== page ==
Dr Louise Beaumont

Dr Louise Beaumont is Strategic Adviser at Sapient Razorfish and co-chair, techUK Open Bank Working Group. She creates markets, enables scale and drives growth, with a particular interest in the intersection between technology, financial services and the public sector. She has worked with blue chips, startups, investors and everything in between to grow companies and create value.

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Banks Beware: Amazon isn’t Just Coming for Retailers

Data, trust and scale. Banks need to realise none of this is science fiction, it is history, with Amazon leading the charge, and Google, Facebook and others eagerly following.

As per recent news reports, Amazon is in talks with Indian alternative lender Capital Float for an investment of around $10m. The e-commerce giant is reportedly also in the final stages of closing an investment of around $15.7m in India’s first online-only insurance company Acko. The deal is expected to see Amazon co-create financial products with Acko - besides being its distributor - in the first such move by the web retailer. These investments by Amazon in the financial services space should not surprise anyone, as it has already made strategic investments, including a stake in marketplace lender Bankbazaar. But banks should be concerned.

There’s a lot of discussion about whether these ‘tech titans’ will want to become banks but it misses a crucial point: they don’t need to become “a bank” to deliver financial services.   

Data, trust and scale. These are often cited as the three core elements to ‘winning’ in financial services, the implication is that the banks have these in abundance. However that is dangerous and misleading.

Why? The Tech Titans are approaching financial services not as a series of products to be pushed but through the prism of service, and they are doing it in a way that works for them and their business model.   

This includes the use of APIs, which, Amazon, Facebook, and other firms already have a much firmer grasp on than banks and other financial services companies. Banks tend to focus, either on the technology, or the complying with a regulation, because they are engineered towards that way of thinking.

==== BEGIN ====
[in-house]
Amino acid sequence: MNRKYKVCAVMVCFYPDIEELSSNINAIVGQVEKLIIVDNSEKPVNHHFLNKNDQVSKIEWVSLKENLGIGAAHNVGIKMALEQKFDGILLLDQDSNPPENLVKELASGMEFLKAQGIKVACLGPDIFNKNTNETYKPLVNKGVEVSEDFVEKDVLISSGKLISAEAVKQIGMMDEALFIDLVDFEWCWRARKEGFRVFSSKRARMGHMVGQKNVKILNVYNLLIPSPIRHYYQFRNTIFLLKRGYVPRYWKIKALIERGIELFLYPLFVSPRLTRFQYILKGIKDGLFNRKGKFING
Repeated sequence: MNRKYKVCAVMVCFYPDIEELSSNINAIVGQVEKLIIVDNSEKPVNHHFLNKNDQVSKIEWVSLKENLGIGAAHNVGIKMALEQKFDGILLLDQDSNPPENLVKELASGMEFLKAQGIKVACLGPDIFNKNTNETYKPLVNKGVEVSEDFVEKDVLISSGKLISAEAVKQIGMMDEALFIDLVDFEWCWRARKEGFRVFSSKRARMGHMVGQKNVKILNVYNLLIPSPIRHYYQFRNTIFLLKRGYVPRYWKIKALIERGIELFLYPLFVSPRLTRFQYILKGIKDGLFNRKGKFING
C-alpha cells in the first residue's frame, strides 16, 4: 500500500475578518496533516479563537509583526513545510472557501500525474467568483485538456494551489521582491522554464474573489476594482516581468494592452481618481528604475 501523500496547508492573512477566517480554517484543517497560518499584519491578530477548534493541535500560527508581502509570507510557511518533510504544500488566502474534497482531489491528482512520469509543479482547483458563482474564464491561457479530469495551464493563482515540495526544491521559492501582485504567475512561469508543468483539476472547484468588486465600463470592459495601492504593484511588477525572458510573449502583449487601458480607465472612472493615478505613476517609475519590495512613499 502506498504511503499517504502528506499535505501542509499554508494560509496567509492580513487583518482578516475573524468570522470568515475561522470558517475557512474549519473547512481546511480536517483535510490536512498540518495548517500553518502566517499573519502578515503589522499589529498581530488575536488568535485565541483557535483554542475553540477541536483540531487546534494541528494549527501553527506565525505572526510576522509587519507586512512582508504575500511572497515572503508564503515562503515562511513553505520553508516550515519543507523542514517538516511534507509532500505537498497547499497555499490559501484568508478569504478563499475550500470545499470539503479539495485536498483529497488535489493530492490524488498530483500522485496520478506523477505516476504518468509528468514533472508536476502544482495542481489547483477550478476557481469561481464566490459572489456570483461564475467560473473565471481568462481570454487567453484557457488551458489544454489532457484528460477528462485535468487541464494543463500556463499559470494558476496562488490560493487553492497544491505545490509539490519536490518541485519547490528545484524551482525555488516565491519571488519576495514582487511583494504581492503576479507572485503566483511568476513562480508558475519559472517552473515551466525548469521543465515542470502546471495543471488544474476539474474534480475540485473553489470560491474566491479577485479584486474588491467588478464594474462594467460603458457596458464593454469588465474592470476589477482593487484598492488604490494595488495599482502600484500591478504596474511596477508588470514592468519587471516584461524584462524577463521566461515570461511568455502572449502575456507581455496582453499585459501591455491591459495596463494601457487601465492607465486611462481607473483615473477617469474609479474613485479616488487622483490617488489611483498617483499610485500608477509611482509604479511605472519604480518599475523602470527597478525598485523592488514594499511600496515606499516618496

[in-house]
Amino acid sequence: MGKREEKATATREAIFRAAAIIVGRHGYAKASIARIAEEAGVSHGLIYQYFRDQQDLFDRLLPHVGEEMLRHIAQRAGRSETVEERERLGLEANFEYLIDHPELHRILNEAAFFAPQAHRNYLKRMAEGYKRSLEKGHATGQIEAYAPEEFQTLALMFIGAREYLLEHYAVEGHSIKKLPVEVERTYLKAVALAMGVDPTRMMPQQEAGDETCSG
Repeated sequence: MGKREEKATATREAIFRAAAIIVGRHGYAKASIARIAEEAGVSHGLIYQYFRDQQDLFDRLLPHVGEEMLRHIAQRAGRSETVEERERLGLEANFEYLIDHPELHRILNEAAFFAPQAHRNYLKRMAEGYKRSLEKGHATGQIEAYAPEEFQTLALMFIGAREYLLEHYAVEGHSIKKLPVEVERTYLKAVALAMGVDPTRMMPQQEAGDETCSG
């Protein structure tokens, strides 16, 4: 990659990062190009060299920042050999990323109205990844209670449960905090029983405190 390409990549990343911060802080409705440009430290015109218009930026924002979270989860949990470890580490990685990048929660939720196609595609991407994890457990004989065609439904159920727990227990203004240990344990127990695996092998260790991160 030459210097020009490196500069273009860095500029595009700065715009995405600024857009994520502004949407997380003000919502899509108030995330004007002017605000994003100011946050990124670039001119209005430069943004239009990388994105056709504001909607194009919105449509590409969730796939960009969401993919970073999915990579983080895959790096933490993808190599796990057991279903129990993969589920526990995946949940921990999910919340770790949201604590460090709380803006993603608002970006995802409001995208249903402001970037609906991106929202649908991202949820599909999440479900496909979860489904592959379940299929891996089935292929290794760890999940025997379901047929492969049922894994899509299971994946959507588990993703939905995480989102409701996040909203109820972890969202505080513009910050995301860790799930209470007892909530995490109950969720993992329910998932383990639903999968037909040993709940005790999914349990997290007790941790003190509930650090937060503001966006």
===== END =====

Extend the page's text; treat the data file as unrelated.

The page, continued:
As a consumer today you use Amazon Balance, a facility you can top up on and offline; you use AmazonPay to pay for services; and, if you’re a Prime customer, for every purchase via the facility, you get 2% cashback. That looks an awful lot like a bank balance, with one click pay that also incentivises you to spend with the benefits a bank-issued card might provide. With ‘Amazon Pay Places’, customers can pay for in-store and order ahead shopping experiences using their Amazon app rather than with a card or cash, using their Amazon account information.

It also provides online merchants with the ability to add a button on their websites’ checkout pages that let shoppers pay via their Amazon account info. The idea there is that by doing so, customers are more likely not to abandon carts and checkout is sped up. So there you have funding, payments, credit/lending facilities for SMEs all within one ecosystem. Doesn’t that sound a lot like a bank’s services?  

Okay so how about scale. Amazon Prime, which was introduced in India around mid-2016, is estimated to have a base of around 2 million customers with over 11 million prime eligible products. The online retailer sold more Prime subscriptions in the first year of launch in India than it sold in Prime's debut year in the US, with 50% of Prime members coming from non-metro cities. They have the brand, they have the service, and they have the data. Their communication is far ahead of most banks.

The Amazons and Googles have already figured out the tech foundation, the ability to mine the vast swathes of data they hold and are now applying it to find and serve un-met and under-served needs.

Amazon’s logistics and delivery infrastructure, its access to personal data about purchasing habits and patterns, places it in a unique position. Far more so, I would argue, than Google. It has the insight, the infrastructure and most importantly the vision to build and deliver, at scale, the next generation of financial services. It also has the service design ethos that makes people want to take up their latest offerings.

With that power, it can reimagine what financial services looks like through adjacency at scale. You can easily foresee how Amazon will be able to anticipate spending patterns, comingle data from its various services to meet un-met or under-served needs, or help SMEs avoid overdraft charges through flexible funding facilities that take into account the cash flows that it can see through historical data and project into the future – including tracking against similar businesses on Amazon marketplace.

These services – the key word being ‘services’ not banking products – will dynamically flex and flow with consumers and businesses as their lives and financial needs change. Not on a yearly review basis, but in real-time through the data that sits within their ecosystem.

This doesn’t even take in to account an entire swathe of its business called Amazon Web Services, the cloud computing business that is quietly helping to reshape how the financial industry works, with banks of all sizes relying on AWS for storage, processing and analytics. In essence, Amazon is already running the banks and now it’s competing directly for large portions of their revenue streams. Service by service, need by need.

Data, trust and scale. Banks need to realise none of this is science fiction, it is history, with Amazon leading the charge, and Google, Facebook and others eagerly following.    

Disclaimer: The views expressed in the article above are those of the authors' and do not necessarily represent or reflect the views of this publishing house

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